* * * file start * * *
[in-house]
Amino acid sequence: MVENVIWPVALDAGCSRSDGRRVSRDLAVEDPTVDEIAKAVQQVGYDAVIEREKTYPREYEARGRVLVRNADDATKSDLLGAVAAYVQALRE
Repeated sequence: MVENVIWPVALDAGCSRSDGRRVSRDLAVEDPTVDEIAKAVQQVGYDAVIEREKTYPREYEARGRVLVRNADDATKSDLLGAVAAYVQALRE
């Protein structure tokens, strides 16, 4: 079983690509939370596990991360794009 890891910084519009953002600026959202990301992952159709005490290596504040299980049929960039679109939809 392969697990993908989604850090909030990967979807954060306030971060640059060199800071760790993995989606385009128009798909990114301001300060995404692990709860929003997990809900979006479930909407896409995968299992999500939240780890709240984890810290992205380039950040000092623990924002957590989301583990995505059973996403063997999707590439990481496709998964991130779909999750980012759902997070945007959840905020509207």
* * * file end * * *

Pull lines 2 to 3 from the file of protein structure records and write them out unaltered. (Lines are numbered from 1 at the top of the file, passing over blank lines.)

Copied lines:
Amino acid sequence: MVENVIWPVALDAGCSRSDGRRVSRDLAVEDPTVDEIAKAVQQVGYDAVIEREKTYPREYEARGRVLVRNADDATKSDLLGAVAAYVQALRE
Repeated sequence: MVENVIWPVALDAGCSRSDGRRVSRDLAVEDPTVDEIAKAVQQVGYDAVIEREKTYPREYEARGRVLVRNADDATKSDLLGAVAAYVQALRE